The day of the interview, Guernica was anxiously contacting various nonprofit organizations in hopes of relocating them to Pittsburgh, away from the housing crisis in Philadelphia. Fortunately, as CBS News correspondent David Begnaud reported, FEMA decided at the last minute to extend temporary shelter assistance to May 14, giving these families some breathing room.
The team also has two longer-term projects planned, both of which are focused on addressing problems that plagued the island after the hurricane. One of the projects was motivated by the severe communication outage Puerto Rico faced in the initial days after the hurricane. “People could not communicate with each other; the government couldn’t communicate with anybody...we actually lost a lot of lives [due to this lack of communication] because people were throwing themselves into the street to find their families and they were getting in the way of the first responders,” Ostolaza explained.
Chaos reigned; although a curfew was put into place, in practice, many people didn’t obey it because understandably, they were so anxious to find their missing loved ones. Thus, a conception Guernica’s team has for their next project is to use drones to implement an emergency communication system that will connect the major cities together even when the primary power and communications grids are down. In the private meeting the team had with Mayor Cruz when she visited Carnegie Mellon, Cruz seemed especially excited about this communication system, according to Guernica.
The other project focuses on addressing individual emergency preparedness. “A lot of people. ..just didn’t have the information necessary to prepare well,” Guernica said. Thus, they aim to distribute waterproof emergency preparation boxes. They will contain instructions on what type of food to buy, and can be used to store important documents and credit cards, as well as supplies such as matches that one wouldn’t want to get wet.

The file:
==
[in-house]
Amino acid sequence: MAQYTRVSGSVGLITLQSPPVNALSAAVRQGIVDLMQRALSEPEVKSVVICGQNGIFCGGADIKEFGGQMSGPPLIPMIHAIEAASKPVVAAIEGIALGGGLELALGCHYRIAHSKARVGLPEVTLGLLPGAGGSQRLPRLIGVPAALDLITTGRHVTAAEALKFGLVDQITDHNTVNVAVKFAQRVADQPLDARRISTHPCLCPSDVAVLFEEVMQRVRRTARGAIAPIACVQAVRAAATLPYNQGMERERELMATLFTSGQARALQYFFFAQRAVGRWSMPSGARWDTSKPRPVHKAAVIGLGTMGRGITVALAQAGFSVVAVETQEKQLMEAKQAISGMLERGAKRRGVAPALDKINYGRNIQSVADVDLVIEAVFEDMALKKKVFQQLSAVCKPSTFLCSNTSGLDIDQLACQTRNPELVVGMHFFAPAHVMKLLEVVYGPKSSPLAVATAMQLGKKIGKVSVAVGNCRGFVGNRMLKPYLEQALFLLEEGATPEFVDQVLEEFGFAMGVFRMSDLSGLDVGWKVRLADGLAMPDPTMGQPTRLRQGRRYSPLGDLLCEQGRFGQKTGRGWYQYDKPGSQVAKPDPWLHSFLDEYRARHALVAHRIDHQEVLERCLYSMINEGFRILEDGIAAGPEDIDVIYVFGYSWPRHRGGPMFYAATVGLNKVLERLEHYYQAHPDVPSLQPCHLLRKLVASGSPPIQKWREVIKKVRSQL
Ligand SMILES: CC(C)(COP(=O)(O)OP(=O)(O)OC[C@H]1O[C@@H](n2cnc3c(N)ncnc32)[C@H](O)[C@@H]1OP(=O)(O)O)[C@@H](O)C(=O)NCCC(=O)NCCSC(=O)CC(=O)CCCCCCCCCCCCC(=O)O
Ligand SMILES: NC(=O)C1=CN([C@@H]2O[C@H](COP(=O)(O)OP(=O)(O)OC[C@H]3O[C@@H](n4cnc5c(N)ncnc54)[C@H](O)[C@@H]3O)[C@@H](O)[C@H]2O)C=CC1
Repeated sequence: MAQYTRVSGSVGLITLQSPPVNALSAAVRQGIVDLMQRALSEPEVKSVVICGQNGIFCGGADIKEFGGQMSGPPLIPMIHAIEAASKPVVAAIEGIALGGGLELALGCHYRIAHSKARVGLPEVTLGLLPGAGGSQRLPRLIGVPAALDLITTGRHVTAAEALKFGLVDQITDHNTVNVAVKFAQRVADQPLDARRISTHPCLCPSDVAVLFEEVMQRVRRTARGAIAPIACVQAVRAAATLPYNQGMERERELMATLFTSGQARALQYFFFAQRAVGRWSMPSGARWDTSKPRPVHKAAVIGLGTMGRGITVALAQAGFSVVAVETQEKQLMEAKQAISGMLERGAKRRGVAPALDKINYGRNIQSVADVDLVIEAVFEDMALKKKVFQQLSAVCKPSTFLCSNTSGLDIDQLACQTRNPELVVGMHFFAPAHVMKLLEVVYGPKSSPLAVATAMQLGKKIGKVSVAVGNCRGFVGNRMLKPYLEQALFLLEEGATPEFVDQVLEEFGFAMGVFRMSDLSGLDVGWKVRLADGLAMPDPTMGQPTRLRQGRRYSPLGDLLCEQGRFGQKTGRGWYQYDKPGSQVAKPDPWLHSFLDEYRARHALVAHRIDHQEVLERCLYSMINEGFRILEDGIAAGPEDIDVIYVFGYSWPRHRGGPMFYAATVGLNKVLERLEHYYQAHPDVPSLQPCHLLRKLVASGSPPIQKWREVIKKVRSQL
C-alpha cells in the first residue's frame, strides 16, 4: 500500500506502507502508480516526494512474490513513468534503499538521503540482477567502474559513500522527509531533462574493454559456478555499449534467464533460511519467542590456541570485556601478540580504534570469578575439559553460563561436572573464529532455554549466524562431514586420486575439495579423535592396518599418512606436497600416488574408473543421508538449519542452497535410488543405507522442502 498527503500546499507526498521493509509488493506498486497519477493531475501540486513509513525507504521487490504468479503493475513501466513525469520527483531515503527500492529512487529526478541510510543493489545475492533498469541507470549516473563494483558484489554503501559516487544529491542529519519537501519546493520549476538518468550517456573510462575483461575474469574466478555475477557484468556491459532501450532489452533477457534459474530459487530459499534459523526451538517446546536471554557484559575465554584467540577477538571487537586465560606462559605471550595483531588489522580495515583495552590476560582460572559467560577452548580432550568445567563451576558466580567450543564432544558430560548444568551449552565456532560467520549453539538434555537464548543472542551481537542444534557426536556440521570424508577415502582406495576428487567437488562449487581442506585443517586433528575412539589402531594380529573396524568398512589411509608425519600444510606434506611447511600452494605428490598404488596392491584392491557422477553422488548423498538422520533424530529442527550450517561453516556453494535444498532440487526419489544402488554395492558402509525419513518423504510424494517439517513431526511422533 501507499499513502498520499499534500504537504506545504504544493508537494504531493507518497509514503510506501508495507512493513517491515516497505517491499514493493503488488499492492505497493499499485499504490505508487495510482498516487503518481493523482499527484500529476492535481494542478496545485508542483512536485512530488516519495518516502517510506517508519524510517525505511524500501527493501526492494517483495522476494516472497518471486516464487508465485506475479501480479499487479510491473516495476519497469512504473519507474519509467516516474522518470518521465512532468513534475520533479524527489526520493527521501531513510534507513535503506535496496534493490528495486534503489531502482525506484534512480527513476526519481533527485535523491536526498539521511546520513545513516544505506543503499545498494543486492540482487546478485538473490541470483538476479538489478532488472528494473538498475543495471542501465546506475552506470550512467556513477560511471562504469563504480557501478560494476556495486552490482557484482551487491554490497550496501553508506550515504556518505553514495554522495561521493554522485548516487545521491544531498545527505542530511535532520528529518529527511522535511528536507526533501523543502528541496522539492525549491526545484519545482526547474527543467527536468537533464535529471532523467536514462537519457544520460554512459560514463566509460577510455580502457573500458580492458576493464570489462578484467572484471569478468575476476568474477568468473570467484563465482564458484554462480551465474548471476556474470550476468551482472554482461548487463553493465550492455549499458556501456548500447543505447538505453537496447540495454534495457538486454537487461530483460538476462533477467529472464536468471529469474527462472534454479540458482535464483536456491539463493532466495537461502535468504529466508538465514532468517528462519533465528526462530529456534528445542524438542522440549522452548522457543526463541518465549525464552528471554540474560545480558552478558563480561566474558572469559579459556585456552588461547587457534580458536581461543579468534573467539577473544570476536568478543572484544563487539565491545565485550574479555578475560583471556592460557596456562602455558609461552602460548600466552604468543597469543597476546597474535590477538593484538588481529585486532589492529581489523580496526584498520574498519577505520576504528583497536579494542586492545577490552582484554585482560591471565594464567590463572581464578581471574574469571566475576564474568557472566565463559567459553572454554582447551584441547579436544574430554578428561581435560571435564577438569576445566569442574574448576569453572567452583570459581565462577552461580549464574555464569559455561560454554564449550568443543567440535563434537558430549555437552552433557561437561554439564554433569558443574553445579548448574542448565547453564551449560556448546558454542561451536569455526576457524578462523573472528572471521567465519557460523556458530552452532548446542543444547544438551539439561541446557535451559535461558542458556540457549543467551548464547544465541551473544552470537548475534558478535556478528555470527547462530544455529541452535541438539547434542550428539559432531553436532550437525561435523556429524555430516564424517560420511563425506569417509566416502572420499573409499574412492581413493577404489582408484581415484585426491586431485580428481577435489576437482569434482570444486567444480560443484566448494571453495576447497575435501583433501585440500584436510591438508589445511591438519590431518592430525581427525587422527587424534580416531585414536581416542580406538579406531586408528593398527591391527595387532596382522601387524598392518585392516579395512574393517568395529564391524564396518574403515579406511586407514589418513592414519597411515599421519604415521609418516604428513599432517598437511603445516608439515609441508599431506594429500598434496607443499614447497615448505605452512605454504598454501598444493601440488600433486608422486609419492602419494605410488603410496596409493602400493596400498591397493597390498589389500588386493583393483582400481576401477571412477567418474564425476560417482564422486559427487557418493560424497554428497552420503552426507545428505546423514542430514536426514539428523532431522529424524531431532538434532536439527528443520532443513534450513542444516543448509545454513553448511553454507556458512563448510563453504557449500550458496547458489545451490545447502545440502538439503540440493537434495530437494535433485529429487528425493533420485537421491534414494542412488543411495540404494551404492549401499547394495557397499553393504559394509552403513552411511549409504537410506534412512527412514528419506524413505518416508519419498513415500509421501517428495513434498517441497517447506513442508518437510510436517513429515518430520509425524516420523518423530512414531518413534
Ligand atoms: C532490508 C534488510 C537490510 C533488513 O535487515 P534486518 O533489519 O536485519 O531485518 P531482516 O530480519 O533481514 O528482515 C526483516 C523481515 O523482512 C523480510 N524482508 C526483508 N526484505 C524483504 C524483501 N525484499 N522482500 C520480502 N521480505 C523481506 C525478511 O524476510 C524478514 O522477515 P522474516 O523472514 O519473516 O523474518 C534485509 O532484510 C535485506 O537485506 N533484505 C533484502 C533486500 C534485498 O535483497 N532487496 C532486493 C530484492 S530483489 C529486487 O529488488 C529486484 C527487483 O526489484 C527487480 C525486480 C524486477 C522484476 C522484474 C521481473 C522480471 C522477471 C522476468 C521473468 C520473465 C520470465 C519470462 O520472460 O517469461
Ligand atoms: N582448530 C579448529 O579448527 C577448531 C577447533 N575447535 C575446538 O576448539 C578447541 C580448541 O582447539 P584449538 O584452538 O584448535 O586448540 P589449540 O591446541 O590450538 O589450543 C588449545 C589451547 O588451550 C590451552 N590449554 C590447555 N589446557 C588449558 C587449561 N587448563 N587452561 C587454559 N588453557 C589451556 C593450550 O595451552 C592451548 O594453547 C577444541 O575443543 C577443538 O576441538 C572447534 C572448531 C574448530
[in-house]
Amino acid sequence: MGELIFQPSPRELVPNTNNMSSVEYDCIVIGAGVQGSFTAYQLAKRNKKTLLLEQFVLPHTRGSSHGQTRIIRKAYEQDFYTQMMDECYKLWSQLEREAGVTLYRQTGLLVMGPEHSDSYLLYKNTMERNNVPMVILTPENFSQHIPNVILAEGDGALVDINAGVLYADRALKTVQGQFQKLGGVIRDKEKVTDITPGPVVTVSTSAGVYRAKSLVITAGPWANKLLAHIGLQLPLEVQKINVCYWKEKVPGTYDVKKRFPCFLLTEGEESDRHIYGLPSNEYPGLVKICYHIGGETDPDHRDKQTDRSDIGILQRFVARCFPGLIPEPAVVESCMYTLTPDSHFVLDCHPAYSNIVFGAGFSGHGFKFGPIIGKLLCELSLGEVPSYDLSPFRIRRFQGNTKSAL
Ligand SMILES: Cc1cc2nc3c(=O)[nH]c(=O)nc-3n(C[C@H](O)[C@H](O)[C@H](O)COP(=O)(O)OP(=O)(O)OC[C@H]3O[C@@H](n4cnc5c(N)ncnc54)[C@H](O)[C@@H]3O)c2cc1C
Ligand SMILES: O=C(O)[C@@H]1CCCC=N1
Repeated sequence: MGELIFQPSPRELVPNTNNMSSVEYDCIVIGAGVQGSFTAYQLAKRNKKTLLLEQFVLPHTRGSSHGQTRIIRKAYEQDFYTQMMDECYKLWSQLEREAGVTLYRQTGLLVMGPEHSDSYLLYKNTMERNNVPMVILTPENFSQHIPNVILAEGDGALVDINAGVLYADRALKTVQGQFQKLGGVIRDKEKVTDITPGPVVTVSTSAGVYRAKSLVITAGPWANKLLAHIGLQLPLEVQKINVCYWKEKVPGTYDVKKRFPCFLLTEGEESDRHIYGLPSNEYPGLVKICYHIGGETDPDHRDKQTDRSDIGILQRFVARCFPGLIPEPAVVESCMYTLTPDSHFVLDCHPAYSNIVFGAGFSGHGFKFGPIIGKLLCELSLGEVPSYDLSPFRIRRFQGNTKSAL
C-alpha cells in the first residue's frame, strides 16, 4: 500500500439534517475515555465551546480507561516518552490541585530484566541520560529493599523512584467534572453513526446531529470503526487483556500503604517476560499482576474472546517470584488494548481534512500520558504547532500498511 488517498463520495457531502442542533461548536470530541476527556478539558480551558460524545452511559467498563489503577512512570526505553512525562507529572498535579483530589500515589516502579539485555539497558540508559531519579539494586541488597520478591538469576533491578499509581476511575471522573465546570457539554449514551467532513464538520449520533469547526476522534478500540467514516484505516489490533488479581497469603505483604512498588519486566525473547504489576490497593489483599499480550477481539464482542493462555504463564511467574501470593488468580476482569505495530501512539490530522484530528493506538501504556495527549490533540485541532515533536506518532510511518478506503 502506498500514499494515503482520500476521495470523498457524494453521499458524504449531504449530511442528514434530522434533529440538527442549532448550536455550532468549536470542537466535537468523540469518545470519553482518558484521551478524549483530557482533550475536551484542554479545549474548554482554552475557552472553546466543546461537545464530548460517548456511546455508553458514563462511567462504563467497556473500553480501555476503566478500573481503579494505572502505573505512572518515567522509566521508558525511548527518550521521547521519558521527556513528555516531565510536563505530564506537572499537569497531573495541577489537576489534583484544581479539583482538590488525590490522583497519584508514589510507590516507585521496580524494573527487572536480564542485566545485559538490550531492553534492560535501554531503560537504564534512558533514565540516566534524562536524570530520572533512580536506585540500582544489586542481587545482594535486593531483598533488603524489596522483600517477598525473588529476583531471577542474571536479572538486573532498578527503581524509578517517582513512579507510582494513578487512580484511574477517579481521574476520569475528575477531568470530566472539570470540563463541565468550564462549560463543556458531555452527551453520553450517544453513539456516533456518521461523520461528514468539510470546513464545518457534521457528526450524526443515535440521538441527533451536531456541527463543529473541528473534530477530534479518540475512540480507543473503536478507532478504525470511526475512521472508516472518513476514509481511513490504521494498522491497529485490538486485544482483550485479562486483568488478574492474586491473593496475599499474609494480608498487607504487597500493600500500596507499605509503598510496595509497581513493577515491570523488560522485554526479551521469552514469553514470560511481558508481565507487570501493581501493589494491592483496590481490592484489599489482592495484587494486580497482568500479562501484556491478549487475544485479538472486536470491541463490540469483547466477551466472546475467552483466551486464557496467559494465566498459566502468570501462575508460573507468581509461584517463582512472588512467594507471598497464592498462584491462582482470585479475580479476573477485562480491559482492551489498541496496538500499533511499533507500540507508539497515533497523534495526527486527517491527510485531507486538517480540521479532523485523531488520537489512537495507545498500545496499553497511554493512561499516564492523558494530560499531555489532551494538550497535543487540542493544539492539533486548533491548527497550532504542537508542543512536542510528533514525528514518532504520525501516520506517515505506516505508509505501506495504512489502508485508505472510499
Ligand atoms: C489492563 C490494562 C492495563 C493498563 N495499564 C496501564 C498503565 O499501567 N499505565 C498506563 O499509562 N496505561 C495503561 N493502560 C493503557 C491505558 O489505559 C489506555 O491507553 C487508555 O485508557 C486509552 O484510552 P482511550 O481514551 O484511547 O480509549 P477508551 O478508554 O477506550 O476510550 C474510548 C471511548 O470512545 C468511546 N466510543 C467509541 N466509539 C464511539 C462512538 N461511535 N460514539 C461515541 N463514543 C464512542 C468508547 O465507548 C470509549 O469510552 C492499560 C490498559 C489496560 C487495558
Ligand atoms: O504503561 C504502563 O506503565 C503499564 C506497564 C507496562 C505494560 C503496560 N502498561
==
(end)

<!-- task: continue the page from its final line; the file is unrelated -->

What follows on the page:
The effects of the hurricane in Puerto Rico is an evolving story, and it is far from being back to normal.
“We still need help, and there’s a lot more Americans can do,” Ostolaza said. Besides donating to causes that support the island, Americans can “educate themselves on what’s happening,” he said, which can happen with something as simple as a Google search, and could lead to figuring out potential ways to help. Guernica hopes that people realize that anyone can do what they are doing with enough willpower — the team primarily consists of students who are in their late teens or early twenties who are simultaneously functioning as students.
Although many call these students angels and heroes for their work, the sadness at the past and worry for the future runs strong among the team members. “It’s fun and it’s great to be recognized, but...you never think about being recognized,” Ostolaza said. “It’s not like we crossed the finish line, and we’re celebrating,” added Guernica. “We are worried sick [and] depressed. After we finished our trips, it really sunk in with a lot of us. And, since we were no longer in emergency response mode, we started to mourn what happened to our island...On our last trip, three people almost died,” she said, with audible emotion. “It feels like it’s just a grain of sand,” Hernandez stated.
For the team, the nature of the people on the island is a silver lining. They described the people as resilient and determined to rebuild. People helped each other even when they had little for themselves. Hernandez recalled that when she was on the island, locals would ask her if she needed anything; she was shocked at this as the locals still had so many unmet needs. When the team was on the island, Ostolaza’s mom would cook for all ten team members — even though she only had a single working stovetop, she still managed to cook up rice, beans, plantains, and chicken. “The Puerto Rican spirit gives me hope,” said Guernica.